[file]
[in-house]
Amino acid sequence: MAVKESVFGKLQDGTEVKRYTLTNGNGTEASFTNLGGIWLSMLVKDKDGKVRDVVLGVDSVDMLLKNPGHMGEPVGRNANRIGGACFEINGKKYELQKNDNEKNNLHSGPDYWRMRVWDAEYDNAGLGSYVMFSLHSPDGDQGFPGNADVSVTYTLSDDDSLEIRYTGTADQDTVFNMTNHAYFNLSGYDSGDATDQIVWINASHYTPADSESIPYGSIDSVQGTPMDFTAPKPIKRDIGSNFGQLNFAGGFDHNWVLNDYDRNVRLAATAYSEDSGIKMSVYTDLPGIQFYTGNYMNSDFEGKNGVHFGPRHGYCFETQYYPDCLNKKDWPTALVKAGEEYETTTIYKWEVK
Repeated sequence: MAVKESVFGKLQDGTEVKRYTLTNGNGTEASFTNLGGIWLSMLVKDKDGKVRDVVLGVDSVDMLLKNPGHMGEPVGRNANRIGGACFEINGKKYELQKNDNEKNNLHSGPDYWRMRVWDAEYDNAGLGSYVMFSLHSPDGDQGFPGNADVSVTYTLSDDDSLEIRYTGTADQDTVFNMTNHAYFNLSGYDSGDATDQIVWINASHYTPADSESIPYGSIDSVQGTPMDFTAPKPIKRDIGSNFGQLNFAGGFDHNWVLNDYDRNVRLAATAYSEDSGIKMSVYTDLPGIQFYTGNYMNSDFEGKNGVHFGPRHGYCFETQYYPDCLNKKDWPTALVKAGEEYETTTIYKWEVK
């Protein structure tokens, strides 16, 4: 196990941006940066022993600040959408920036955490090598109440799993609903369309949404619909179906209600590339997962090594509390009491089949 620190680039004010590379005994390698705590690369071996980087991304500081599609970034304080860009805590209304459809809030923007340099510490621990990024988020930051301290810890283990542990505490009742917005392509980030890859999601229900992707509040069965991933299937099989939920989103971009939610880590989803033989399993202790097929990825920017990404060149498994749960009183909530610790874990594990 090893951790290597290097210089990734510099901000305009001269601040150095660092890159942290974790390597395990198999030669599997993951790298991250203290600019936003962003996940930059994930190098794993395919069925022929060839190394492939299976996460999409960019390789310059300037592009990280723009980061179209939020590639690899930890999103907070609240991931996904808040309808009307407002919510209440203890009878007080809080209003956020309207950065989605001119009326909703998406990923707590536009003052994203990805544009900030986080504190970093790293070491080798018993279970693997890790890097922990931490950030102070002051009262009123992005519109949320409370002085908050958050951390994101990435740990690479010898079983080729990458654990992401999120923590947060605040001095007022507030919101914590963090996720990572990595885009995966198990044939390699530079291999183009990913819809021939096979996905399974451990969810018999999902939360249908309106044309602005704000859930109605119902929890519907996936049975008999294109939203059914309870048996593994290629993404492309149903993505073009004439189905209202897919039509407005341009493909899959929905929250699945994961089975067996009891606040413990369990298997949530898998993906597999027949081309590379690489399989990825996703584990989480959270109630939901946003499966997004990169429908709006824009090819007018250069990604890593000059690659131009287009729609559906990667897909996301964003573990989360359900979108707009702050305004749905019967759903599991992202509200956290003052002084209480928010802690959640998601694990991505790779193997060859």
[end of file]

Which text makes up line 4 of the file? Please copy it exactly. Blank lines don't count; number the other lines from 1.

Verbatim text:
């Protein structure tokens, strides 16, 4: 196990941006940066022993600040959408920036955490090598109440799993609903369309949404619909179906209600590339997962090594509390009491089949 620190680039004010590379005994390698705590690369071996980087991304500081599609970034304080860009805590209304459809809030923007340099510490621990990024988020930051301290810890283990542990505490009742917005392509980030890859999601229900992707509040069965991933299937099989939920989103971009939610880590989803033989399993202790097929990825920017990404060149498994749960009183909530610790874990594990 090893951790290597290097210089990734510099901000305009001269601040150095660092890159942290974790390597395990198999030669599997993951790298991250203290600019936003962003996940930059994930190098794993395919069925022929060839190394492939299976996460999409960019390789310059300037592009990280723009980061179209939020590639690899930890999103907070609240991931996904808040309808009307407002919510209440203890009878007080809080209003956020309207950065989605001119009326909703998406990923707590536009003052994203990805544009900030986080504190970093790293070491080798018993279970693997890790890097922990931490950030102070002051009262009123992005519109949320409370002085908050958050951390994101990435740990690479010898079983080729990458654990992401999120923590947060605040001095007022507030919101914590963090996720990572990595885009995966198990044939390699530079291999183009990913819809021939096979996905399974451990969810018999999902939360249908309106044309602005704000859930109605119902929890519907996936049975008999294109939203059914309870048996593994290629993404492309149903993505073009004439189905209202897919039509407005341009493909899959929905929250699945994961089975067996009891606040413990369990298997949530898998993906597999027949081309590379690489399989990825996703584990989480959270109630939901946003499966997004990169429908709006824009090819007018250069990604890593000059690659131009287009729609559906990667897909996301964003573990989360359900979108707009702050305004749905019967759903599991992202509200956290003052002084209480928010802690959640998601694990991505790779193997060859």